Our ACHA bloggers cover many topics relevant to the CHD community. 

What Heart Month Means to Me

by Jennifer Rogers on Wednesday, Feb 05, 2020

It’s finally February, which means Heart Month is here! I don’t know about you, but this has to be one of my favorite months. It’s an exciting time of year, known for eating as much chocolate as possible and feeling mushy-gushy about our significant other. But, more importantly, it’s also a huge window of opportunity to educate ourselves and others how to keep our hearts healthy.

Let me ask you something: What does Heart Month mean to you? Really, please stop and think about it.

Read more

Pedaling the Pounds Off: It Takes a Long Time

by Jared Gould on Monday, Jan 27, 2020

In my second post, I discussed what I called “The Learning Curve.” That is, cycling alone was not enough to continue to lose weight. Instead, my lifestyle had to change. I began to seriously consider what I was putting in my body.

Read more

Pedaling the Pounds Off: The Learning Curve

by Jared Gould on Thursday, Dec 05, 2019

In my first post, I discussed my life struggle with weight. Going into my second semester of freshman year, I was nearly 300 pounds. Thinking I was on the verge of having a heart attack or developing diabetes, I made a decision to lose weight through cycling.

For an entire semester, I followed a strict routine. Every Monday, Wednesday, and Friday, I rode a hybrid fitness bike (seen in the first post) between 20-45 minutes and, on the weekends, I went on a two-hour ride with a friend. 

 

 

Read more

An Inspiring Walk for 1 in 100 Experience

by Jennifer Rogers on Wednesday, Nov 20, 2019

I attended the first-ever Walk for 1 in 100 in Nashville, TN, back in September. I had the date marked on my calendar for months and was highly anticipating the event. I formed a team named “Heartstrong,” because I felt it best described who I am. I shared the event via Facebook and started my own fundraising page.

 

Read more

Pedaling the Pounds Off: Where My Story Begins

by Jared Gould on Wednesday, Nov 06, 2019

Hello, world! My name is Jared Gould. I was born with hypoplastic left heart syndrome (HLHS), a congenital heart defect where the left side of the heart is extremely underdeveloped. From the time I was born until the age of four, I had four open heart surgeries. Of course, I was too young to recall that experience now, and having heart surgeries erased from my memory might be a blessing. However, growing up with HLHS is not.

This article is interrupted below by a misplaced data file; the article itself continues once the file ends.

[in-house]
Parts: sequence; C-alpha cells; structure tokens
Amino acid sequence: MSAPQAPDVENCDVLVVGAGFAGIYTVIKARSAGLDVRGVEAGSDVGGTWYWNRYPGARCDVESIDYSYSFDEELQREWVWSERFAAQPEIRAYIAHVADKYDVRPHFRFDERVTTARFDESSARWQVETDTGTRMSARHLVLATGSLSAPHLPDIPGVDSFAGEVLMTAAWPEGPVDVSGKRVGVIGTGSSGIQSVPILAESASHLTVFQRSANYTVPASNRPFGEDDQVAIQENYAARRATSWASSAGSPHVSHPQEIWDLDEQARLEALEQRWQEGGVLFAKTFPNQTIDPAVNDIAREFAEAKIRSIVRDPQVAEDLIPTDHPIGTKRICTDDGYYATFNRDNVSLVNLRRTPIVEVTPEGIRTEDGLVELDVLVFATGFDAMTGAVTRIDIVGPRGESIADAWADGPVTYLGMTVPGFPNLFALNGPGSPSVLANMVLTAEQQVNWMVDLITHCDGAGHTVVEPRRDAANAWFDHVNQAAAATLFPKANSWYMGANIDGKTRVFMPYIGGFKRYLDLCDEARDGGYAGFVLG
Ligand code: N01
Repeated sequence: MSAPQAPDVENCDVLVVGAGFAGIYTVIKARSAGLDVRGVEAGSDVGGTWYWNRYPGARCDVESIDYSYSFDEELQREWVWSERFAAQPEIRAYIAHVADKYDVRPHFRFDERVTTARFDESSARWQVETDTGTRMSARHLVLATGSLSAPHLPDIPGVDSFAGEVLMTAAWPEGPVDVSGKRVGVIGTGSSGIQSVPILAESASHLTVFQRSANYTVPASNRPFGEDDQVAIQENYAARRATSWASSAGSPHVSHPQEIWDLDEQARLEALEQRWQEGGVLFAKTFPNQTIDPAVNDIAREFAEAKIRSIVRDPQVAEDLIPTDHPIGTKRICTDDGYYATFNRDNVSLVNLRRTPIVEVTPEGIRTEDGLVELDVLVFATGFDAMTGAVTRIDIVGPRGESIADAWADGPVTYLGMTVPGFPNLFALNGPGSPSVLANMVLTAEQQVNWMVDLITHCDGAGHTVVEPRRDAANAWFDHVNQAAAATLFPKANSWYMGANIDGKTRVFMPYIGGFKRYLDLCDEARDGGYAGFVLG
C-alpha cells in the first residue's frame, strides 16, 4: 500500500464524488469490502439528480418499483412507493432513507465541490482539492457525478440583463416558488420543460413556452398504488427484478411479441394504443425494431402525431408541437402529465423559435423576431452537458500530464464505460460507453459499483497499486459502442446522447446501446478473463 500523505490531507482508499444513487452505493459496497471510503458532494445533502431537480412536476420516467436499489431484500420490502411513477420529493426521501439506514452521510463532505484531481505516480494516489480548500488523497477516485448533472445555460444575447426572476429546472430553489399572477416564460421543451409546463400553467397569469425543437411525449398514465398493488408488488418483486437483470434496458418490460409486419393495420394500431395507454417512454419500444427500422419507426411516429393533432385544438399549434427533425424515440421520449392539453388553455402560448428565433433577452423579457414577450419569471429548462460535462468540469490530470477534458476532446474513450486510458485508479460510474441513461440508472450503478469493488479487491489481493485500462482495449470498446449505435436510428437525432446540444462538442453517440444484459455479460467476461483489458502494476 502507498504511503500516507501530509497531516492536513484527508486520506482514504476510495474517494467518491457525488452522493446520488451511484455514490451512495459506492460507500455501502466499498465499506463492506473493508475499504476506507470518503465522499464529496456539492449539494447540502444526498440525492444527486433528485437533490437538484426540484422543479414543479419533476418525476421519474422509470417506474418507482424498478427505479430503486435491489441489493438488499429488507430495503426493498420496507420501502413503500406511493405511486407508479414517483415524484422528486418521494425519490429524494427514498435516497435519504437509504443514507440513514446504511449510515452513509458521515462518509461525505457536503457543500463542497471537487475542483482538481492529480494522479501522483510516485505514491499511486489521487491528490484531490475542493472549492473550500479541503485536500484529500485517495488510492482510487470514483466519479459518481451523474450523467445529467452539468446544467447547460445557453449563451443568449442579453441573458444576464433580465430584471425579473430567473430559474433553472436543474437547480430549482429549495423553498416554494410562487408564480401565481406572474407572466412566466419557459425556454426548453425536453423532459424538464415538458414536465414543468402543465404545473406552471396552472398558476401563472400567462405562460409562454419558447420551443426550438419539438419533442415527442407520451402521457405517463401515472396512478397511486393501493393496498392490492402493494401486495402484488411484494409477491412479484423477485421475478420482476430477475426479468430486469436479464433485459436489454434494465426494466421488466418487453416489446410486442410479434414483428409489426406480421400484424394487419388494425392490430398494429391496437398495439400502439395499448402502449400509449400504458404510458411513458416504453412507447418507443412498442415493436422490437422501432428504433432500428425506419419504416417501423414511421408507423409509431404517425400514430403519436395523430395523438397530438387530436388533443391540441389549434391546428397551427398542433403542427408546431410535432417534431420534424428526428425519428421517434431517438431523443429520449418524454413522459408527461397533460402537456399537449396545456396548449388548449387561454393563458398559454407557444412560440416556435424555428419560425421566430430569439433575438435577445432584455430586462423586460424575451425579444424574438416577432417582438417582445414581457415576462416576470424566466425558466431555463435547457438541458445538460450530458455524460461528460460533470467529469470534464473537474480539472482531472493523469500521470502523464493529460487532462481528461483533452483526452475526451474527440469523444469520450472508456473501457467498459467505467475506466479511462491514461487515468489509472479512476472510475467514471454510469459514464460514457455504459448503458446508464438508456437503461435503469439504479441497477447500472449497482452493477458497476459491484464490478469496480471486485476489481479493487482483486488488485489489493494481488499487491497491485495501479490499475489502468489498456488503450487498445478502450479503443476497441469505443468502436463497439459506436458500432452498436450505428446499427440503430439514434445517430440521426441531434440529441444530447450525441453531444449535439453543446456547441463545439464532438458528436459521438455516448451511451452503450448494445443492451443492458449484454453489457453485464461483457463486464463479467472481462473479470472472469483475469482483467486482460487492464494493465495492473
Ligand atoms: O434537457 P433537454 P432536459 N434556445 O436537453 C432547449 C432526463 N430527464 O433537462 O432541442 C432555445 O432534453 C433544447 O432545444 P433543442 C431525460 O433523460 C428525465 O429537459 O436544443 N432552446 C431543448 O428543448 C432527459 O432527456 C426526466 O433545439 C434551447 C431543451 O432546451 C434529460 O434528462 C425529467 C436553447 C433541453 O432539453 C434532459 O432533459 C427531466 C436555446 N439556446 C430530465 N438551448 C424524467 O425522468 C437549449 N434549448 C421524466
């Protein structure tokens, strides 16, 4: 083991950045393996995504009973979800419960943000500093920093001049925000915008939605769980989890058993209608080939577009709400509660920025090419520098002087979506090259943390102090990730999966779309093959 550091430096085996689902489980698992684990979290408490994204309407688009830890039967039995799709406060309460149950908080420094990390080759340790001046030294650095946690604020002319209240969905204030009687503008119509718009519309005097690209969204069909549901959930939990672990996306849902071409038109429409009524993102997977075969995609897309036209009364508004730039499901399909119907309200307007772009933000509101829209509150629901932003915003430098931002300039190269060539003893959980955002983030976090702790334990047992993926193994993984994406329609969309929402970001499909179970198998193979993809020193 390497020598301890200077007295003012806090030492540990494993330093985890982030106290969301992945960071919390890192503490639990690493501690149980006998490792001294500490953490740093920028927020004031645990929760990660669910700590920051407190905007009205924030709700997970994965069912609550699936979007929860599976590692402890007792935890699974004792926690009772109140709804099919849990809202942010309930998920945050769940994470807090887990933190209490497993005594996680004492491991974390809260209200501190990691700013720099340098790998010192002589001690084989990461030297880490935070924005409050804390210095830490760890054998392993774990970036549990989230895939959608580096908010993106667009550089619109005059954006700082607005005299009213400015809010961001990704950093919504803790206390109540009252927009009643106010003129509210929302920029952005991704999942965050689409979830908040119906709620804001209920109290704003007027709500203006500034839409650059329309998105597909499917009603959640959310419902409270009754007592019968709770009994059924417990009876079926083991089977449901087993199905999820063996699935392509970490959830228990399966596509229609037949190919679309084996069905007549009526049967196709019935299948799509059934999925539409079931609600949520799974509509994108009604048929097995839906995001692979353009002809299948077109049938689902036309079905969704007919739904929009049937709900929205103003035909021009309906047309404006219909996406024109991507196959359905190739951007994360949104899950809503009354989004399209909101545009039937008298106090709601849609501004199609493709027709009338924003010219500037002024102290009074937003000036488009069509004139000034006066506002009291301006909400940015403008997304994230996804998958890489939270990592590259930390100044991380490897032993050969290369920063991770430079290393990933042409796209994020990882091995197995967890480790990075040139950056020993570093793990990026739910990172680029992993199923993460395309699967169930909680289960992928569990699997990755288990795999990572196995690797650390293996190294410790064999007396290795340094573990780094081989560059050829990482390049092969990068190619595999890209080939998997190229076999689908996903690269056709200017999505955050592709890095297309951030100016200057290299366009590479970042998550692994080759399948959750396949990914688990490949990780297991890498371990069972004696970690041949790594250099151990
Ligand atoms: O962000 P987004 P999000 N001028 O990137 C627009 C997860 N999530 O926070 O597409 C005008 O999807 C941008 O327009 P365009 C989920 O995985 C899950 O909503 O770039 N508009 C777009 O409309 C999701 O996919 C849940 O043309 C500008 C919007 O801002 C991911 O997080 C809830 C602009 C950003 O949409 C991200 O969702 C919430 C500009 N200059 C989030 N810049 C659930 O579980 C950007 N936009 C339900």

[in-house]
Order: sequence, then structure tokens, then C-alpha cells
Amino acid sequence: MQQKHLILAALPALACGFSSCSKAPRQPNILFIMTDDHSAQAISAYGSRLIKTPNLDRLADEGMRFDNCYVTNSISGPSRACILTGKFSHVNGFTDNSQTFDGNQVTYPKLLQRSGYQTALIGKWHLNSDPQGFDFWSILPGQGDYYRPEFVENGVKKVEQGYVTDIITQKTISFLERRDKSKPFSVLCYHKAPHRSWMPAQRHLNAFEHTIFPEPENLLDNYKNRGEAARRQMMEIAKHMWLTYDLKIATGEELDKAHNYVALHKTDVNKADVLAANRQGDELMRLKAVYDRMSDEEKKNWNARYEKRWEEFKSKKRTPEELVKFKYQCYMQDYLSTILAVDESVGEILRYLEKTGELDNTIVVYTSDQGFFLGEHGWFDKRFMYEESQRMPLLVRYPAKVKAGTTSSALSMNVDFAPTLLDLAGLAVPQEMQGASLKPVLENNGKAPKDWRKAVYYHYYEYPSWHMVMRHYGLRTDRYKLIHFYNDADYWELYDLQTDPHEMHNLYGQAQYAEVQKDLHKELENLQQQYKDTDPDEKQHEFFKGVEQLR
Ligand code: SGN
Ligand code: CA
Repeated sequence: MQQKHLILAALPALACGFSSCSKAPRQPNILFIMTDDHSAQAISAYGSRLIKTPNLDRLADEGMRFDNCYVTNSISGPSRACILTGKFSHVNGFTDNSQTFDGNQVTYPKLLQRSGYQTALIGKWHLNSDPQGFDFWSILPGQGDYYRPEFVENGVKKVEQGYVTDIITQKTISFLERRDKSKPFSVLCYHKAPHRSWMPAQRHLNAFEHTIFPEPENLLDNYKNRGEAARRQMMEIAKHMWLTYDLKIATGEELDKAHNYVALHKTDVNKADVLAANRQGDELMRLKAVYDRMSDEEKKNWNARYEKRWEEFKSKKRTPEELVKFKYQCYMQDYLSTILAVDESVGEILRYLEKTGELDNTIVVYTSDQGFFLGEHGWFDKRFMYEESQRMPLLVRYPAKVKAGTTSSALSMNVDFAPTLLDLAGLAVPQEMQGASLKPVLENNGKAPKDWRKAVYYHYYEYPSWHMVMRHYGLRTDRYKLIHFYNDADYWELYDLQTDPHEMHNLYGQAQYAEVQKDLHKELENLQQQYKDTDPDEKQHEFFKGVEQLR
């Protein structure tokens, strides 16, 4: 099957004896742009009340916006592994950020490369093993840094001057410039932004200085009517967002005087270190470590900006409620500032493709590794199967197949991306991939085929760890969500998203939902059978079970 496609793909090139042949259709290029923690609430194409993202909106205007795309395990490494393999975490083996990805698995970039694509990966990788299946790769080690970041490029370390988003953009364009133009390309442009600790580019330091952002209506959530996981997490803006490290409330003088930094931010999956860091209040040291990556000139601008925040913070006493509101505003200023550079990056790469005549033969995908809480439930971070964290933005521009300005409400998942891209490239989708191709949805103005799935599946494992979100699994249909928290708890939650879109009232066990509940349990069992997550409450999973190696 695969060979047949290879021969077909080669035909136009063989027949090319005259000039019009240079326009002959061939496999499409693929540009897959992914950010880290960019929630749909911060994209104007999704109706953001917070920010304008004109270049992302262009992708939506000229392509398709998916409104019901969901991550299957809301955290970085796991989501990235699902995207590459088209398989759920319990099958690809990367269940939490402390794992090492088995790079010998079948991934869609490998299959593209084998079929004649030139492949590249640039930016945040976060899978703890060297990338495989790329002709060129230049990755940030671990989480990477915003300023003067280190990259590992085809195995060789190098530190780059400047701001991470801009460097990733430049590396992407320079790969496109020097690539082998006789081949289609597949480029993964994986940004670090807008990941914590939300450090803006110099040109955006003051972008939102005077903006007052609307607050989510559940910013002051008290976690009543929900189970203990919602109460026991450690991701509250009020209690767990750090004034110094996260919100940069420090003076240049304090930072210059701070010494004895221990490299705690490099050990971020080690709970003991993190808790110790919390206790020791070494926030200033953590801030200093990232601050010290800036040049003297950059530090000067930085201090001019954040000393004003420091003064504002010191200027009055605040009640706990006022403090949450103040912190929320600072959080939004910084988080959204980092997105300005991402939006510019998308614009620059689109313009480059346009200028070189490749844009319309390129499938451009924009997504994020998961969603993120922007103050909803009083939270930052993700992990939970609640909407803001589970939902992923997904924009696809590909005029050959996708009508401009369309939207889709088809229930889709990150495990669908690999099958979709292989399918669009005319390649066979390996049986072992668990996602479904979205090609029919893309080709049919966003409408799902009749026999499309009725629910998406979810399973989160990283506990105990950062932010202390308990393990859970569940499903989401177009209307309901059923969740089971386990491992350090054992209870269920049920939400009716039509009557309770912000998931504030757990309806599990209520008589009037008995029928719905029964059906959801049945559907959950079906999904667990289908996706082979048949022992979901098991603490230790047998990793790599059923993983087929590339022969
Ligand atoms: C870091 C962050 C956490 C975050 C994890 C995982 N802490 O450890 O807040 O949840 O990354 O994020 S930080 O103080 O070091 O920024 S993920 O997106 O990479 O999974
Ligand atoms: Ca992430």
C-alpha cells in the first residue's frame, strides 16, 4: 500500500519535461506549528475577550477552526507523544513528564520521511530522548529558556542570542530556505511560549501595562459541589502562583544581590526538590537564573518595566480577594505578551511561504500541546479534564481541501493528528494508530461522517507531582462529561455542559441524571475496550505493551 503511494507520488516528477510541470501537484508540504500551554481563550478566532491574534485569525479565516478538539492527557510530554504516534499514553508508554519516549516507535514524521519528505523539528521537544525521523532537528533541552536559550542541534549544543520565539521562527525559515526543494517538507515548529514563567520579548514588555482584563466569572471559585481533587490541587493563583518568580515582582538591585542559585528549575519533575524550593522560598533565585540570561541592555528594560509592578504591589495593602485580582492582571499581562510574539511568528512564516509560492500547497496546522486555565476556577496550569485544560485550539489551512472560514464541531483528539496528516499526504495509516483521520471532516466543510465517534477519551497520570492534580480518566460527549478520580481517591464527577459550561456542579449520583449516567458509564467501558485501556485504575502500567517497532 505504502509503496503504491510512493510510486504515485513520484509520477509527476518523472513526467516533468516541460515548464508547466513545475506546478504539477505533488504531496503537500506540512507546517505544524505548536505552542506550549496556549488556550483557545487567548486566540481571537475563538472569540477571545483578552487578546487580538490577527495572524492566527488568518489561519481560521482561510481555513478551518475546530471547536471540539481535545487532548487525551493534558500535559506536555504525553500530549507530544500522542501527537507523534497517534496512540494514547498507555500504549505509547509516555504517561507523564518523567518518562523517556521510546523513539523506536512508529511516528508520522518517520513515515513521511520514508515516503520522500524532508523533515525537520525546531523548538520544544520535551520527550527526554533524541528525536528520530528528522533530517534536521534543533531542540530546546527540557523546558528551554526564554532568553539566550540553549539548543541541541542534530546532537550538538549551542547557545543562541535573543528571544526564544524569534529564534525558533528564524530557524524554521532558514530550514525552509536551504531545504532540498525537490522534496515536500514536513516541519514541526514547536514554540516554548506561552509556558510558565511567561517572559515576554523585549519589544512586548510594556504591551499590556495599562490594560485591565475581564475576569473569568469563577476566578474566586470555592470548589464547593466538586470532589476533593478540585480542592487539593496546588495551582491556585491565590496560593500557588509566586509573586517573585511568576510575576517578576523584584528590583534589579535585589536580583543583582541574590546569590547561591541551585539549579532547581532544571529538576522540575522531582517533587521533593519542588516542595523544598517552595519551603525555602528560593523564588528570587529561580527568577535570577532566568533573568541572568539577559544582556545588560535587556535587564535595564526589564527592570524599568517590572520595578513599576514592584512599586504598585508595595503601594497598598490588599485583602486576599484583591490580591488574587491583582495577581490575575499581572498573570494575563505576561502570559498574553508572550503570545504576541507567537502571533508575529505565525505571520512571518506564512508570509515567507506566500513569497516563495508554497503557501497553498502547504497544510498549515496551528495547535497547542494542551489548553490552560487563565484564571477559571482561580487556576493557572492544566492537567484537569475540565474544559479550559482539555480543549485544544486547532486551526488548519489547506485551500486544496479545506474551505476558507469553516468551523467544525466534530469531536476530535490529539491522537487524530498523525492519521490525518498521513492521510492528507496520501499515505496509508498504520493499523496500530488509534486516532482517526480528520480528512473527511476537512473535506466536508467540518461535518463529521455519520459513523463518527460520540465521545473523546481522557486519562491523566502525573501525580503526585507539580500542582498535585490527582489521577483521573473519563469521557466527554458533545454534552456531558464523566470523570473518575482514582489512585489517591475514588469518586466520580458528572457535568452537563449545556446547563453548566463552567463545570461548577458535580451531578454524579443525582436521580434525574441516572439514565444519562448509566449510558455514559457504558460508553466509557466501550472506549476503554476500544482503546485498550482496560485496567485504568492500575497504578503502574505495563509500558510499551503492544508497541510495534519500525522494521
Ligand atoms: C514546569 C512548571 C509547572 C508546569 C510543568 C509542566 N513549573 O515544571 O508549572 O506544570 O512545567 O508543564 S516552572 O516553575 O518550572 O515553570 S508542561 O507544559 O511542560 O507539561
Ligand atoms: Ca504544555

Read more

Medical Trauma: Guilt vs. Thankfulness

by Jennifer Rogers on Thursday, Sep 19, 2019

If you’ve had open heart surgery, you’ve been through medical trauma. I was born with the congenital heart defect tetralogy of Fallot; I had my first surgery at 8 days old, and then my first open heart surgery when I was 8 months old. I was too young to remember, but it was the first time I experienced medical trauma.

Read more

My Parents' Role in My Relationship With My ACHD

by Meredith Gallo on Thursday, Aug 29, 2019

My fragility is something of a running joke in my family. The Easter after my aortic valve was replaced with a mechanical valve, my siblings and I were preparing for our annual, hyper-competitive Easter egg hunt. As my brother and I lunged at the same Hershey’s Easter egg, my mom, worried about how easily I bruise now that I was on Coumadin, screamed, “Watch out, she’s fragile!” My memory fades at this point, but I’m pretty sure my brother got the chocolate. It didn’t take long for my siblings to take hold of the phrase, “She’s fragile,” and turn it into one of the objectively better jeers my family has produced. 

 

Read more

How Anxiety Helped Me with CHD

by Jennifer Casson Tripucka on Monday, Jul 22, 2019

When I was in graduate school, I literally thought I was dying—having severe palpitations and waking up sweating and unable to feel my limbs. A few cardiology tests later, it turned out it was anxiety: body-paralyzing, completely overwhelming panic attacks and night terrors. Chalk it up to not sleeping, too much caffeine, demanding work and school schedules, family things—it was undeniable.

Being a naturally anxious, type-A person (please find me someone with a heart condition who isn't, I would love to talk shop!), having CHD can be quite a rough diagnosis. But sometimes, there’s a silver lining in it. Here’s how anxiety really helped me personally get in tune with my body.

Read more

Disclaimer

The opinions expressed by ACHA bloggers and those providing comments on the ACHA Blog are theirs alone, and do not reflect the opinions of the Adult Congenital Heart Association or any employee thereof. ACHA is not responsible for the accuracy of any of the information supplied by the ACHA bloggers.

The contents of this blog are presented for informational purposes only, and should not be substituted for professional advice. Always consult your physicians with your questions and concerns.